A new randomized controlled trial adds weight to claims that circumcision may reduce the risk of infection by the human immunodeficiency virus (HIV) among men who have sex with men.

While observational studies have found removal of the foreskin can impede the transfer of STIs like HIV among this demographic, the possibility of sampling biases have left conclusions open to debate.

The recent study led by researchers from Sun Yat-sen University in China used blood tests to compare two randomly-assigned groups of men who voluntarily underwent circumcision over a twelve month period.

HIV remains a major public health threat in some parts of the world, claiming hundreds of thousands of lives per year. While the global death rate has dropped since the early 2000s, some countries in Africa still bear a disproportionate burden.

There is still no cure for an HIV infection, although treatment options have improved in recent years, as have efforts focused on education and prevention.

And while it may not rival more reliable preventive measures such as condom use, research suggests circumcision can reduce the risk of HIV transmission in at least some cases.

Previous research has shown male circumcision is associated with lower rates of several sexually transmitted infections, including syphilis and chancroid. Studies also suggest heterosexual men who are circumcised face a lower risk of contracting HIV.

In the new study, researchers from China and the US enrolled 247 uncircumcised men between the ages of 18 and 49 from eight cities in China, all of whom were HIV-seronegative. The study participants all self-reported having primarily insertive anal intercourse, and having had two or more male sex partners in the past six months.

All men in the study received HIV counseling and testing, and then were randomly assigned to either the intervention group or the control group.

The 124 men in the intervention group received immediate circumcision, the authors report, while the remaining 123 in the control group had their circumcision delayed by a year.

During the study period, the men in the intervention group experienced zero seroconversions – the time window when the body begins producing detectable levels of antibodies in response to an HIV infection.

In other words, none of the men who received circumcisions at the outset of the study later became infected with HIV.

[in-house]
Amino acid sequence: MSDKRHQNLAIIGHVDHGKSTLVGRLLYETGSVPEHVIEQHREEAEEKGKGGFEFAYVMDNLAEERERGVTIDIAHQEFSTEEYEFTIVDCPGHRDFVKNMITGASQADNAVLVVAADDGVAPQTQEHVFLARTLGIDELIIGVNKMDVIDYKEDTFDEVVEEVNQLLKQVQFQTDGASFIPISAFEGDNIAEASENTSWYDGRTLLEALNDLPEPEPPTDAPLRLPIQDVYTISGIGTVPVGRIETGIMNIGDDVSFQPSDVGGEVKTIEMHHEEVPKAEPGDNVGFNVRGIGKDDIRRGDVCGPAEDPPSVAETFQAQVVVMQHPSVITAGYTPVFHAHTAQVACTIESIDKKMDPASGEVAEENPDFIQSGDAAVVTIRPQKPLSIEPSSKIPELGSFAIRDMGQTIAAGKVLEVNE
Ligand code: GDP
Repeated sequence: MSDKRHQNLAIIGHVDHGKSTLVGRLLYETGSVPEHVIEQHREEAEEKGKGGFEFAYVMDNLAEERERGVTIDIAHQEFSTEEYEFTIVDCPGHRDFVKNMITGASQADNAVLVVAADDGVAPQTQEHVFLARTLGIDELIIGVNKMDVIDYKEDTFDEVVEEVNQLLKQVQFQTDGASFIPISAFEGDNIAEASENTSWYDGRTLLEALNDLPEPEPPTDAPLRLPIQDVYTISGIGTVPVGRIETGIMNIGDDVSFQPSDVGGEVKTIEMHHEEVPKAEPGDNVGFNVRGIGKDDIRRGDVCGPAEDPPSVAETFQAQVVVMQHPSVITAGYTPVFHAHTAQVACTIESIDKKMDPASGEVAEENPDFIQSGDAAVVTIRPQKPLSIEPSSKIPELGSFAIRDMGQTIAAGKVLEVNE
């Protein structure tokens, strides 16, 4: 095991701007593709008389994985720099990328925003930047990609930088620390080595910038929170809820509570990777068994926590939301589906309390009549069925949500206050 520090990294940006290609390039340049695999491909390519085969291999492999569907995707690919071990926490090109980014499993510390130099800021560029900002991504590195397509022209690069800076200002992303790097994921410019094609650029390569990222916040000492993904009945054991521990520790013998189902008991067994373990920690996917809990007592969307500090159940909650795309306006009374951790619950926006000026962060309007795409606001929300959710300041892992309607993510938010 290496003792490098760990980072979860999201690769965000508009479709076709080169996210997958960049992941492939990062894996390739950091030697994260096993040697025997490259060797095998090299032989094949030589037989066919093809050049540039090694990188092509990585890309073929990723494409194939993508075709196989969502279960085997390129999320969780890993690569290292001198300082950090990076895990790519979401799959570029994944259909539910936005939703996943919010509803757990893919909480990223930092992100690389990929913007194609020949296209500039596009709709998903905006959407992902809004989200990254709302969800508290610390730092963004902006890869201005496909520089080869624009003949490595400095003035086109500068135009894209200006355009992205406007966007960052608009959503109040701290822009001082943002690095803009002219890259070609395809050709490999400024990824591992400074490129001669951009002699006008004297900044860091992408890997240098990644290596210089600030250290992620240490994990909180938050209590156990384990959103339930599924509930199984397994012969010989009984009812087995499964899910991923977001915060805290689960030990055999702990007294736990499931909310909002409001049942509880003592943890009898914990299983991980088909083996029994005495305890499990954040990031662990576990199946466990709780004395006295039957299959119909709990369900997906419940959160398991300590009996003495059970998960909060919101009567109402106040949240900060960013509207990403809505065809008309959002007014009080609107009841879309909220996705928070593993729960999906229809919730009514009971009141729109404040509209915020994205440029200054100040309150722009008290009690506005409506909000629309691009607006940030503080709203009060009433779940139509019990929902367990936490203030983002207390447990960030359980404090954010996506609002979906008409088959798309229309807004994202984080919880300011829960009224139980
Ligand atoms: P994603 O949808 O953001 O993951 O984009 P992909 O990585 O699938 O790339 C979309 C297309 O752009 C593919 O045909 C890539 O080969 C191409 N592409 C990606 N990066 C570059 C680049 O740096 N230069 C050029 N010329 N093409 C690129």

The control group, on the other hand, experienced five seroconversions, indicating a handful of men became infected with HIV during the course of the study. The study found no statistically significant differences in infection rates of three other sexually transmitted diseases tested for.

There are some noteworthy caveats with the new study. As the authors acknowledge, the sample size was smaller than ideal, and the overall rate of HIV infection was lower than expected.

Though circumcision is a common and ancient tradition among many cultures, it's ongoing practice is controversial, especially when carried out on minors. Advocacy of non-consensual circumcision as a public health intervention can be a sensitive subject.

Campaigns promoting circumcision in Africa have faced criticism, for example, largely centering on the dynamic of Western governments and NGOs pushing the practice in African communities, often based on what critics describe as faulty or overstated evidence.

As one 2020 study put it, these campaigns "were started in haste, without adequate contextual research, and the manner in which they have been carried out implies troubling assumptions about culture, health, and sexuality in Africa, as well as a failure to properly consider the economic determinants of HIV prevalence."

The framing of circumcision as a solution to African HIV epidemics "has more to do with cultural imperialism than with sound health policy," the authors of the 2020 study argued.

The new study does suggest voluntary medical male circumcision (VMMC) could offer some protection against HIV infection for men who have sex with men, although the researchers are careful not to overstate the implications.

"While VMMC may exhibit high protective efficacy, the authors caution that it is important to offer comprehensive protection against HIV with additional preventive measures," they write.

"Recommendations include condom use, education to reduce the number of partners, regular HIV testing, and pre-exposure or post-exposure prophylaxis, as appropriate."

The study was published in Annals of Internal Medicine.